Maricopa County in Arizona will not reuse most of the voting machines subpoenaed by the Republican-led Arizona Senate in its audit of the 2020 presidential election, county officials said.

“The voters of Maricopa County can rest assured, the county will never use equipment that could pose a risk to free and fair elections. The County recognizes Secretary Hobbs’ authority … to certify equipment for use in Arizona’s elections. As a result, the county will not use the subpoenaed equipment in any future elections,” the officials said Monday, according to Yahoo News.

The announcement comes after Arizona Secretary of State Katie Hobbs advised county attorney Allister Adel to replace the machines in a letter dated May 20.

Hobbs said she was worried the “security and integrity” of the machines were compromised in the audit conducted by the company Cyber Ninjas because it was “not certified to handle election equipment in the United States.”

According to the statement, the county was made aware of potential dangers to voting equipment as a consequence of the audit in February.

“We asked numerous times for this audit to be performed jointly with Maricopa County, at their facility, selecting a mutual auditor, and did not want the ballots or machines moved from their facilities,” Fann contended, referring to the legal tug-of-war between the state Senate and Maricopa’s executives.

Karen Fann described Maricopa County’s letter as yet another “attack on the audit,” saying that the machines weren’t tampered with during the weekslong process.

“If their experts can’t prove the machines have not been tampered with,” she asked, “then how does the [Secretary of State’s office] or County Elections certify the machines before every audit to make sure the machines haven’t been tampered with?”

And several Republicans praised the move to do away with the machines—but not for the reasons offered by Hobbs or the county officials.

“No more machines,” wrote Republican state Sen. Wendy Rogers on Twitter, alleging in another tweet that the machines are easily compromised. “Go back to the old way,” she also wrote in concurring with a tweet issued by GOP state Sen. Kelly Townsend.

The cost of replacing the equipment to taxpayers is unclear. Maricopa County is approximately halfway through paying off its $6.1 million lease with Dominion Voting Systems for the equipment, and it is unclear whether the county will be required to pay the remaining balance.

Statement from Chairman Jack Sellers: Why We Need New Election Equipment

Maricopa County announced this week that it will comply with the Secretary of State’s direction and replace the tabulation equipment that was subpoenaed by the Arizona Senate Republican leadership and provided to an uncertified contractor. This follows the Department of Homeland Security’s Cybersecurity and Infrastructure Security Agency stating the equipment the Senate took from the County must never be used in any future election.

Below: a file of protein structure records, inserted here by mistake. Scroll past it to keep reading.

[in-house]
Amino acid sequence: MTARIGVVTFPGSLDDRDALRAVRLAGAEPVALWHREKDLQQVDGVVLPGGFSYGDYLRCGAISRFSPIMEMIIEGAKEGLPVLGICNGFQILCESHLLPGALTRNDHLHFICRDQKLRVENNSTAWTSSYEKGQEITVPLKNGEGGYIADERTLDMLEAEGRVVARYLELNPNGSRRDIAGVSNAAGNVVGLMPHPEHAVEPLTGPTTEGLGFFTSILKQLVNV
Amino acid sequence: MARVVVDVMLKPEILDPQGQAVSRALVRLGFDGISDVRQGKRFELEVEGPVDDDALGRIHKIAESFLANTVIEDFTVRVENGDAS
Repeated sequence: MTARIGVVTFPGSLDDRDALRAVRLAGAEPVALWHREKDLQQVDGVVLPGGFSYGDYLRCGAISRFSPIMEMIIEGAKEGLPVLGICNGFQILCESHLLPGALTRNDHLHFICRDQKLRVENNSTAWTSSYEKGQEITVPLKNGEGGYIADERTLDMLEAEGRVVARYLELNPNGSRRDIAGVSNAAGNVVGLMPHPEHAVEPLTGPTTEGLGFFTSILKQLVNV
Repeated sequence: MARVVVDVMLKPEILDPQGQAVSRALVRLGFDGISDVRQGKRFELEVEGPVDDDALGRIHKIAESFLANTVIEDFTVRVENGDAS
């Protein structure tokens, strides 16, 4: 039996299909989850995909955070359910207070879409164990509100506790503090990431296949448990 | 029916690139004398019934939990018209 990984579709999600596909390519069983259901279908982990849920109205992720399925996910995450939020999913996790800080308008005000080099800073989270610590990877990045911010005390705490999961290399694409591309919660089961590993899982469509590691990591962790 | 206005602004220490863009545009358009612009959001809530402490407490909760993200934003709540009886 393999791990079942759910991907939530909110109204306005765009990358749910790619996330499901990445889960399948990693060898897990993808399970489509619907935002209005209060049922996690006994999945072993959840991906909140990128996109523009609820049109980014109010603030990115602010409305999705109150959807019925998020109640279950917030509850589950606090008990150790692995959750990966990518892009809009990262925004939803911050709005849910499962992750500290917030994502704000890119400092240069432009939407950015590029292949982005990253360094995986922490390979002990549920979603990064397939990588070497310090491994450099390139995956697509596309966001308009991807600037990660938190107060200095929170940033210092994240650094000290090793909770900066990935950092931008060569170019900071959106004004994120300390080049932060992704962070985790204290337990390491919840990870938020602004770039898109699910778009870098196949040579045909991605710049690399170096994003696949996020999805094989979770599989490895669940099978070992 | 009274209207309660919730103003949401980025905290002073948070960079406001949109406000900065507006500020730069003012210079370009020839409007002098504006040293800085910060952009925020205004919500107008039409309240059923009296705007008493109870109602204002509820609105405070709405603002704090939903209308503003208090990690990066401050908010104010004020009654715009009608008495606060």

Counties are in the business of running elections according to the laws written by the State Legislature. Yet, Senate Republican leadership continues to ignore the law and suggest it doesn’t apply to them when it comes to procurement, public records and accounting for dollars spent for a public purpose. They decided to hire uncertified novices to inspect expensive election equipment. The suggestion that we can now run a few Logic & Accuracy tests and call equipment good is wildly naïve but not surprising.  Maricopa County already hired two certified voting system laboratories to conduct true forensic audits of the tabulation equipment. Those audits proved during the 2020 General Election the tabulation equipment wasn’t connected to the internet or capable of vote switching.

Calling what has happened under the Senate contractor in the Coliseum an “audit” insults the voters’ intelligence and fuels the imaginations of those who wish to tear our democracy apart.  Senate Republican leadership continues to complain that the County would not allow the circus into our secure election facility.  They apparently know so little about the scope of work of their contractor, that they think the act at the Coliseum would fit into a building a fraction of the size.  They also ignore the fact the County needed the building to conduct statutorily mandated jurisdictional elections in March and May.  

The contractor for the Senate “audit” is also a known election conspiracy theorist who reportedly appears in a new movie to outline his partisan beliefs.

Many of the subcontractors hired by the conspiracy theorist remain a mystery. Why?

Those who are being paid to count the ballots remain a mystery. Why?

And the people paying for and profiting from this misguided exercise remain a mystery. Why?

Would this even be happening if there wasn’t money to be made?

No person affiliated with the “audit” is in any position to lecture the Board about election security, accountability, or honesty. Release the report and be prepared to defend it.

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